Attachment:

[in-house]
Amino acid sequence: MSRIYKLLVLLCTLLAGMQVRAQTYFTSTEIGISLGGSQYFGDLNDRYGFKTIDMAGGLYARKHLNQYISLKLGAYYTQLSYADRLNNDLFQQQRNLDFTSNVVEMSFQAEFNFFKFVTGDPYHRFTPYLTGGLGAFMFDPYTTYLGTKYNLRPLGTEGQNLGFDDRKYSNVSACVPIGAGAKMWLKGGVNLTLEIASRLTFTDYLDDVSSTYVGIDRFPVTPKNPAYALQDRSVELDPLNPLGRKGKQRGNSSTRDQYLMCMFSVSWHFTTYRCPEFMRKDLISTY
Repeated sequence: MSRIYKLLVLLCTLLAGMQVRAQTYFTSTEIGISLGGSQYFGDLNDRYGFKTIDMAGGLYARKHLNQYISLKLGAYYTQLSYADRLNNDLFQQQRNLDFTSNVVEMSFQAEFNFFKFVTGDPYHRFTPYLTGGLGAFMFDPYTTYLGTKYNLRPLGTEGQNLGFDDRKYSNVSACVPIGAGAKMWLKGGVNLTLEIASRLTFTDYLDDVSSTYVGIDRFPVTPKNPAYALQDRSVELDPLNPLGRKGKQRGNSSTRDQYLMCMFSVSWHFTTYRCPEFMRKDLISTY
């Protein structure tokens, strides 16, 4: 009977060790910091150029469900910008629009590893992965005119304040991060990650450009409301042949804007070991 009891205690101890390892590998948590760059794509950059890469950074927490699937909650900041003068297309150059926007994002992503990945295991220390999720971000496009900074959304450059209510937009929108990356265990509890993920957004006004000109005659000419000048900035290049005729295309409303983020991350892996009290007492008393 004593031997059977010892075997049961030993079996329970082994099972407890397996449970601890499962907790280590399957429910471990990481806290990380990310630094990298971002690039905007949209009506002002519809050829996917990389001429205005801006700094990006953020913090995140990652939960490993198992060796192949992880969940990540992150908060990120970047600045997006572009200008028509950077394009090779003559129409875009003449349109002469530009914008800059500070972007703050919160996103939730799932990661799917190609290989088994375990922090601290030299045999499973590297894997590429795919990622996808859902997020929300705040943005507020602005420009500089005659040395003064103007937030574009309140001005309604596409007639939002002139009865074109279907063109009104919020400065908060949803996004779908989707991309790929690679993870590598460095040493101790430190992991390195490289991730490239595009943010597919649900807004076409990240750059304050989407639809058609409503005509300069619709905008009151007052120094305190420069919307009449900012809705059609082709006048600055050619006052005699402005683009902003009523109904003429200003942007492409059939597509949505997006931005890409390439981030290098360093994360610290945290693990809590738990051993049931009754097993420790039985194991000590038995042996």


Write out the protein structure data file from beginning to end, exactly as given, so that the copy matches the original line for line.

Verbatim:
[in-house]
Amino acid sequence: MSRIYKLLVLLCTLLAGMQVRAQTYFTSTEIGISLGGSQYFGDLNDRYGFKTIDMAGGLYARKHLNQYISLKLGAYYTQLSYADRLNNDLFQQQRNLDFTSNVVEMSFQAEFNFFKFVTGDPYHRFTPYLTGGLGAFMFDPYTTYLGTKYNLRPLGTEGQNLGFDDRKYSNVSACVPIGAGAKMWLKGGVNLTLEIASRLTFTDYLDDVSSTYVGIDRFPVTPKNPAYALQDRSVELDPLNPLGRKGKQRGNSSTRDQYLMCMFSVSWHFTTYRCPEFMRKDLISTY
Repeated sequence: MSRIYKLLVLLCTLLAGMQVRAQTYFTSTEIGISLGGSQYFGDLNDRYGFKTIDMAGGLYARKHLNQYISLKLGAYYTQLSYADRLNNDLFQQQRNLDFTSNVVEMSFQAEFNFFKFVTGDPYHRFTPYLTGGLGAFMFDPYTTYLGTKYNLRPLGTEGQNLGFDDRKYSNVSACVPIGAGAKMWLKGGVNLTLEIASRLTFTDYLDDVSSTYVGIDRFPVTPKNPAYALQDRSVELDPLNPLGRKGKQRGNSSTRDQYLMCMFSVSWHFTTYRCPEFMRKDLISTY
């Protein structure tokens, strides 16, 4: 009977060790910091150029469900910008629009590893992965005119304040991060990650450009409301042949804007070991 009891205690101890390892590998948590760059794509950059890469950074927490699937909650900041003068297309150059926007994002992503990945295991220390999720971000496009900074959304450059209510937009929108990356265990509890993920957004006004000109005659000419000048900035290049005729295309409303983020991350892996009290007492008393 004593031997059977010892075997049961030993079996329970082994099972407890397996449970601890499962907790280590399957429910471990990481806290990380990310630094990298971002690039905007949209009506002002519809050829996917990389001429205005801006700094990006953020913090995140990652939960490993198992060796192949992880969940990540992150908060990120970047600045997006572009200008028509950077394009090779003559129409875009003449349109002469530009914008800059500070972007703050919160996103939730799932990661799917190609290989088994375990922090601290030299045999499973590297894997590429795919990622996808859902997020929300705040943005507020602005420009500089005659040395003064103007937030574009309140001005309604596409007639939002002139009865074109279907063109009104919020400065908060949803996004779908989707991309790929690679993870590598460095040493101790430190992991390195490289991730490239595009943010597919649900807004076409990240750059304050989407639809058609409503005509300069619709905008009151007052120094305190420069919307009449900012809705059609082709006048600055050619006052005699402005683009902003009523109904003429200003942007492409059939597509949505997006931005890409390439981030290098360093994360610290945290693990809590738990051993049931009754097993420790039985194991000590038995042996």